The Ministry of Power has hinted that load-shedding, known as 'dumsor', will likely return in two weeks.
In an interview with Accra-based Citi FM on Friday, Mr John Jinapor, said although the country had sufficient electricity genration capacity, some power generators were not being run due to lack of gas from the FPSO Kwame Nkrumah, which has been shut down .
He said Nigeria's provision of only 10 per cent of agreed gas supply from the West Africa Gas Pipeline had worsened the situation.
According to the him, the inactivity of the generators compelled the VRA to, in the last three weeks, ramp up production at the country's hydro power plants.
However, the deputy minister said that could no longer be continued and that the ministry would rest the hydro plants to protect them from collapsing.
He said although the ministry had not determined the impact that shutting down the hydro plants would have on the country's electricity generation, it was likely to result in a deficit.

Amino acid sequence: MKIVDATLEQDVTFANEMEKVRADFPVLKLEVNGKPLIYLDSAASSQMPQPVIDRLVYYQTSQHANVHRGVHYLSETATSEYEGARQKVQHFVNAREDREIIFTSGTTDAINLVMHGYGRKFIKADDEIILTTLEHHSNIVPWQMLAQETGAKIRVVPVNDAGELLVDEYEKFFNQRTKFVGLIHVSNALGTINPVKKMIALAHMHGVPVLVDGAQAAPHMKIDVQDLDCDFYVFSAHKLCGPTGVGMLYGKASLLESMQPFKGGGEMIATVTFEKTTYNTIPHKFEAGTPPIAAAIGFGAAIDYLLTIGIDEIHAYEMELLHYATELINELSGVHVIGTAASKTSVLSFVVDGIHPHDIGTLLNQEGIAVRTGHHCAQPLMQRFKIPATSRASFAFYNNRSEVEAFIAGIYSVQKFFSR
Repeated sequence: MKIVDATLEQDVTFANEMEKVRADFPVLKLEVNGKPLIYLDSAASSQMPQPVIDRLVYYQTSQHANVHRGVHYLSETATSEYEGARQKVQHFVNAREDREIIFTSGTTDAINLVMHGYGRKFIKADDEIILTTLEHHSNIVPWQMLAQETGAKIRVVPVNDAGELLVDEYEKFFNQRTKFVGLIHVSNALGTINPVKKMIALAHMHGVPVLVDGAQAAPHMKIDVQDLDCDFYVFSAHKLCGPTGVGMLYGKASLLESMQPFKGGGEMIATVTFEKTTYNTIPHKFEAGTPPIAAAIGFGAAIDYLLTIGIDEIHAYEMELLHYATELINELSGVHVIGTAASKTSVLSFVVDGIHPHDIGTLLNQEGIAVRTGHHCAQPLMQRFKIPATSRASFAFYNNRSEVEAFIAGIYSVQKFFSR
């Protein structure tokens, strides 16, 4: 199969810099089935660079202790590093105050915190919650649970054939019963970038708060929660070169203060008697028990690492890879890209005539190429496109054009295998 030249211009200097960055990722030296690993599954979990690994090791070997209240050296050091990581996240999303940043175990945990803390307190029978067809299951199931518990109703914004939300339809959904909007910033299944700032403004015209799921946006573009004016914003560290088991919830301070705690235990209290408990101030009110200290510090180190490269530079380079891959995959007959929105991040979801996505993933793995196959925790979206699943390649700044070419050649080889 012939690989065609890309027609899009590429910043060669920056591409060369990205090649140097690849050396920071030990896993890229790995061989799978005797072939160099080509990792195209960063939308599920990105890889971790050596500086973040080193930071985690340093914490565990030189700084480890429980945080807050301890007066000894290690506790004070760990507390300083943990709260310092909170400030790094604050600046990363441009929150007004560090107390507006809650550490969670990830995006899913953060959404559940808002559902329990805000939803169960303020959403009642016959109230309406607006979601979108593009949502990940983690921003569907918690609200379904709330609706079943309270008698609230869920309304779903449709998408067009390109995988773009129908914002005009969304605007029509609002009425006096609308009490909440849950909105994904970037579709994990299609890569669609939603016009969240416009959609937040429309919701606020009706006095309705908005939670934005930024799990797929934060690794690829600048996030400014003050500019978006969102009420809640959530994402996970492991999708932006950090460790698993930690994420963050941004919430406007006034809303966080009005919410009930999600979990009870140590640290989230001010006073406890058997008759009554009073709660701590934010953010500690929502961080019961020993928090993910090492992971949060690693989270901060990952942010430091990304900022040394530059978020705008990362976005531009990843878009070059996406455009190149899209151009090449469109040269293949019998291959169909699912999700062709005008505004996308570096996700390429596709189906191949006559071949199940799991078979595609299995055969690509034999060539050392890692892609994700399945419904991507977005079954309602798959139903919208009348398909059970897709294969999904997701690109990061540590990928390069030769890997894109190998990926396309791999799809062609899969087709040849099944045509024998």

“In the next few weeks, it is a tight situation for us and we can have some deficit. It is very likely we will have deficit… it’s likely,” he said.
Mr Jinapor emphasised that irrespective of the cost, resting the hydro plants was non-negotiable.
“As tough as the decision may be, if it is the right decision, we won’t hesitate to take the right decision… I prefer to rest the dams and some of the turbines for the next two weeks than to risk running them for the next two weeks for whatever expediency and then have a major problem ahead," he said.
According to him, until Ghana's gets a reliable supply of gas to power its power plants, dumsor will continue to present a problem.